# Let $f(x)=x^2+2x$ and $g(x)=x^3$, finding the roots of $f\circ g(x)=g\circ f(x)$

Let $f(x)=x^2+2x$ and $g(x)=x^3$, how many different roots does $f\circ g(x)=g\circ f(x)$ have?

I solved it and found $x=-1$ but it says it has two different roots, could someone clarify?

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$g(f(x))-f(g(x))=6x^3(x+1)^2$. So there are two roots : 0 (a triple root) and -1 (a double root) – Ewan Delanoy Jan 23 '12 at 9:33

Other than the nice answer from Alex, you can also do it concretely: $$f\circ g(x)=f(x^3)=x^6+2x^3=x^3(x^3+2)$$ and $$g\circ f(x)=g(x^2+2x)=(x^2+2x)^3=x^3(x+2)^3.$$ Therefore, $f\circ g(x)=g\circ f(x)$ can be written as $x^3(x^3+2)-x^3(x+2)^3=0$, or equivalently, $$x^3\Big[(x+2)^3-(x^3+2)\Big]=x^3\Big[(x^3+6x^2+12x+8)-(x^3+2)\Big]$$ $$=x^3(6x^2+12x+6)=6x^3(x+1)^2=0,$$ which gives $x=0$ or $x=-1$.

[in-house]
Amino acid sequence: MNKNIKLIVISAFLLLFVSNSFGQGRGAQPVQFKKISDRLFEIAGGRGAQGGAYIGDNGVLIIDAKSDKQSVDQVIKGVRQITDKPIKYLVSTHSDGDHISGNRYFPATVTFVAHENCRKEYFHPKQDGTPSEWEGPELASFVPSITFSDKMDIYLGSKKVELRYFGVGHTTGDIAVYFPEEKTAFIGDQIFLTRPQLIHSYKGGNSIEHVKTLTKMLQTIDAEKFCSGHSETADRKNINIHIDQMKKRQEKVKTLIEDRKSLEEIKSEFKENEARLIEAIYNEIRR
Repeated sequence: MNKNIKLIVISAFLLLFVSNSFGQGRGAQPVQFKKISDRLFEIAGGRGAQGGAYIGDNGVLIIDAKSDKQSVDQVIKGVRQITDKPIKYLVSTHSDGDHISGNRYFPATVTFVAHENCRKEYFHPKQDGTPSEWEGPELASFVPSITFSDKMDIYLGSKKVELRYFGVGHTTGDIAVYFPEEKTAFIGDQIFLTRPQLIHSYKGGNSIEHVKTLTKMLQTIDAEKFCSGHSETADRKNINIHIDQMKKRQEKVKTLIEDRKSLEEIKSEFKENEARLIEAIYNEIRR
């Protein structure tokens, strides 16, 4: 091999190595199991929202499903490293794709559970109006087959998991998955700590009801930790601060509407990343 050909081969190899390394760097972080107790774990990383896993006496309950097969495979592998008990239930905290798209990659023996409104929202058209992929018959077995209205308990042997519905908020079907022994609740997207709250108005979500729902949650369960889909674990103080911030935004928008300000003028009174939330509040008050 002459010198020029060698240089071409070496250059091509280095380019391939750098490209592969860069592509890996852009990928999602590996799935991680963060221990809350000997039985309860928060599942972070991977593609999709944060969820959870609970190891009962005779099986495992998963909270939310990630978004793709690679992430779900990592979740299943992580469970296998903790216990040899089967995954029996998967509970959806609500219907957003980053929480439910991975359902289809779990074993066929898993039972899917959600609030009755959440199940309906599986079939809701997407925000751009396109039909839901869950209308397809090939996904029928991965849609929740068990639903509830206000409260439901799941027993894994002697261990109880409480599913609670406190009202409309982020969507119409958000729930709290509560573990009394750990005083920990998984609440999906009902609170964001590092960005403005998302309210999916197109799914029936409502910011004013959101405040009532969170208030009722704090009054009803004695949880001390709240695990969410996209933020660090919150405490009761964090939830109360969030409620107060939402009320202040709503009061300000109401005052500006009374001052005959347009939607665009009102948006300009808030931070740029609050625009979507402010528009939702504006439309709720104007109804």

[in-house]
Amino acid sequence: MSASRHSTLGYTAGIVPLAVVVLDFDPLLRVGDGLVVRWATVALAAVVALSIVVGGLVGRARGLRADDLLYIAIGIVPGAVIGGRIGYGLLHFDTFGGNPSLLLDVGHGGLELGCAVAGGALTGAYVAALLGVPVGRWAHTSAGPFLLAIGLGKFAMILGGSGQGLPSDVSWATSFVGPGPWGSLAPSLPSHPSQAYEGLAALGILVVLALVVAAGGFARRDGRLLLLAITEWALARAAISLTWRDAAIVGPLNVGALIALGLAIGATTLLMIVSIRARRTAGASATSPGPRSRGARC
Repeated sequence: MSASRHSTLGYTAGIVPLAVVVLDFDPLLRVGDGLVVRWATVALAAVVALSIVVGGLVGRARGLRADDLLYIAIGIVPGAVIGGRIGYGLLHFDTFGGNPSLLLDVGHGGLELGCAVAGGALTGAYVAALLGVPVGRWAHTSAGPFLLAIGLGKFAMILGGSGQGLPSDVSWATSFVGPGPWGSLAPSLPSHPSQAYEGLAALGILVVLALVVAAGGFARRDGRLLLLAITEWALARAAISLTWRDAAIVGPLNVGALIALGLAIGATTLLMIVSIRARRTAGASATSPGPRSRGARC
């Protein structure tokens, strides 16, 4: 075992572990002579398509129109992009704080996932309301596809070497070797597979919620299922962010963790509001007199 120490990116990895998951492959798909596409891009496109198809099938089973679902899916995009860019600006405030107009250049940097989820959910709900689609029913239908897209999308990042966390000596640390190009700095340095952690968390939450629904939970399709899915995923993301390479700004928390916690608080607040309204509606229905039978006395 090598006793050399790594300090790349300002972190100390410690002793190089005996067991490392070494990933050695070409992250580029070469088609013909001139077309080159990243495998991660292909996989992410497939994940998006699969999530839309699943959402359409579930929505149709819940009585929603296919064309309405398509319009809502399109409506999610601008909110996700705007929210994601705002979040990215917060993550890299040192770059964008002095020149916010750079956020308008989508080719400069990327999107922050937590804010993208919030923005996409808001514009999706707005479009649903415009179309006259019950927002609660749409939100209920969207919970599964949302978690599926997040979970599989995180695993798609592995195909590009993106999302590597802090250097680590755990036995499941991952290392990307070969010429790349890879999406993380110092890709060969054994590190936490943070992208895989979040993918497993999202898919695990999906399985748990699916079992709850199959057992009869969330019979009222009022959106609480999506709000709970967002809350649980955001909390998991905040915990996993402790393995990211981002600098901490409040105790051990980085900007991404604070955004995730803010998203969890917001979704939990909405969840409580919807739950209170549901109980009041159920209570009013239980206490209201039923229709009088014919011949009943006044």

Right, I missed $x^3=0$. Thanks. – Gigili Jan 23 '12 at 10:12
$f=g$ when $x=0,2,-1$ as $f=g\implies x(x^2-x-2)=0$.The x we found should also be true for both g and f.Since $f(0)=g(0)=0,f(-1)=g(-1)=-1$ while $g^{-1}(2)=2^{1\over 3}$ while $f(2^{1\over 3})$not equal to 2 which is not possible as an answer.